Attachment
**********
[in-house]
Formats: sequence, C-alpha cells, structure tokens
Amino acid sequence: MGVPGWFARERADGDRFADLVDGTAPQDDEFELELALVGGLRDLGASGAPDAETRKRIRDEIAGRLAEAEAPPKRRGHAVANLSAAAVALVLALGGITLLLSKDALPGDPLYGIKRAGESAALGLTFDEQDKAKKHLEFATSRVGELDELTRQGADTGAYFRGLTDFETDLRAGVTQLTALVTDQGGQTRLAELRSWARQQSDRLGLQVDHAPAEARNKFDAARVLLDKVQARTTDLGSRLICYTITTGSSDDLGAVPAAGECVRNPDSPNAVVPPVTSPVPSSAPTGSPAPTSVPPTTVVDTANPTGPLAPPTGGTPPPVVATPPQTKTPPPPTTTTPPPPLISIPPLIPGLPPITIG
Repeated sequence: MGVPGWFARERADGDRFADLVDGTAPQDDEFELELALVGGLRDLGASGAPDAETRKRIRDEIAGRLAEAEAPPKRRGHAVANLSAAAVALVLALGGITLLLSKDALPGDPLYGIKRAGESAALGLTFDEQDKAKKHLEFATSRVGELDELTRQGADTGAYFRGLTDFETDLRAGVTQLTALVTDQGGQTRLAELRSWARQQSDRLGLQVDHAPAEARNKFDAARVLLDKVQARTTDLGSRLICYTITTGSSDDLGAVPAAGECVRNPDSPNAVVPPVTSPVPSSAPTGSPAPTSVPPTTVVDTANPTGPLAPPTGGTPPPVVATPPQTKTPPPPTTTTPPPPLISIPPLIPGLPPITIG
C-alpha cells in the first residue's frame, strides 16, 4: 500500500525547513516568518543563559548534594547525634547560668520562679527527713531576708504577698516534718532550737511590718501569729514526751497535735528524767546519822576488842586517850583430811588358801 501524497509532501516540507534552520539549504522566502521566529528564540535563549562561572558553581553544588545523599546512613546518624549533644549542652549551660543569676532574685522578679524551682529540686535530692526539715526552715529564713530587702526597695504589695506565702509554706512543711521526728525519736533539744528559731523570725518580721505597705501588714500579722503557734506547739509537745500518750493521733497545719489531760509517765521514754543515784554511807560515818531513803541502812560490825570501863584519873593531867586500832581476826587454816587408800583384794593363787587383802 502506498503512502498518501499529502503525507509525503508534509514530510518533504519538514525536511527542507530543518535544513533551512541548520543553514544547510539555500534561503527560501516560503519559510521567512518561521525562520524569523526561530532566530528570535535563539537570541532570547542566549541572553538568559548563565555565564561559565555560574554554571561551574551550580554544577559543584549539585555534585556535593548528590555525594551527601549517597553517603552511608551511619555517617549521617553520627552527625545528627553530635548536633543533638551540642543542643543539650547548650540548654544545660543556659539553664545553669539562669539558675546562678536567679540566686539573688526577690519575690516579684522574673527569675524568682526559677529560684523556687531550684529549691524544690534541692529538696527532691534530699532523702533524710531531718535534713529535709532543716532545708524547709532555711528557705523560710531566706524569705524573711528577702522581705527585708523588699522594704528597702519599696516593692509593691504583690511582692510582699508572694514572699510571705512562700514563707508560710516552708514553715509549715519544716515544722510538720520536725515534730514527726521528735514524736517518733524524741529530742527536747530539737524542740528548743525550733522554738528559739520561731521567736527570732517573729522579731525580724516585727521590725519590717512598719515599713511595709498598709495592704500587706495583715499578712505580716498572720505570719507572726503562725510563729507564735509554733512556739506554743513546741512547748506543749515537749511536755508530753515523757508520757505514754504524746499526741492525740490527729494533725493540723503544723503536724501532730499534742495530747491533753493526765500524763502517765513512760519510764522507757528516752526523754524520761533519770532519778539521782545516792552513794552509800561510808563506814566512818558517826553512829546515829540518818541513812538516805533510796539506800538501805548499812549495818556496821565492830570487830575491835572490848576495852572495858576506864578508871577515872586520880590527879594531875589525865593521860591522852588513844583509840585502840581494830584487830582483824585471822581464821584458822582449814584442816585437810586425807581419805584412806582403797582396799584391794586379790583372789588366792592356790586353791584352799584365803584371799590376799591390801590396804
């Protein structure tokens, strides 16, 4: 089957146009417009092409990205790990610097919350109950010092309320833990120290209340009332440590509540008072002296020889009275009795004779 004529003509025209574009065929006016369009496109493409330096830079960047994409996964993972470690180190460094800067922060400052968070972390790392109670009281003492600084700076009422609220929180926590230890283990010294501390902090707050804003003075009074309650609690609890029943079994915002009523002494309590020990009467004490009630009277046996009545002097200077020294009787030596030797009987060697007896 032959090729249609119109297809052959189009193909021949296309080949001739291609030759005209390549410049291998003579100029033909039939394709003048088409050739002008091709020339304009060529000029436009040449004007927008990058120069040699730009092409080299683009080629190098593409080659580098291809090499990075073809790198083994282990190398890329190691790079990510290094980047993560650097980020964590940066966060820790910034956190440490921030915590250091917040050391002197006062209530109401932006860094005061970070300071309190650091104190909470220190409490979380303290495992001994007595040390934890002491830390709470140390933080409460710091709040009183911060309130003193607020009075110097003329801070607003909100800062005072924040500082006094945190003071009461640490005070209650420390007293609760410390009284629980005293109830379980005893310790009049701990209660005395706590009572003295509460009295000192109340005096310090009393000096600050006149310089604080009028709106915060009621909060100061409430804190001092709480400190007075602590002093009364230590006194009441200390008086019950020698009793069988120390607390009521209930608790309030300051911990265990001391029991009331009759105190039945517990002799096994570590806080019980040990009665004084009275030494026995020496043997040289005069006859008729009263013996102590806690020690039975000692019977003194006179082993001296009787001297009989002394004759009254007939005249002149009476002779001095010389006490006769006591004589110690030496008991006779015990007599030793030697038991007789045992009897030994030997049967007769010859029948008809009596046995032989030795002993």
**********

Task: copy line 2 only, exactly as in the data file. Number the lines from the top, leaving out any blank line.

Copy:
Formats: sequence, C-alpha cells, structure tokens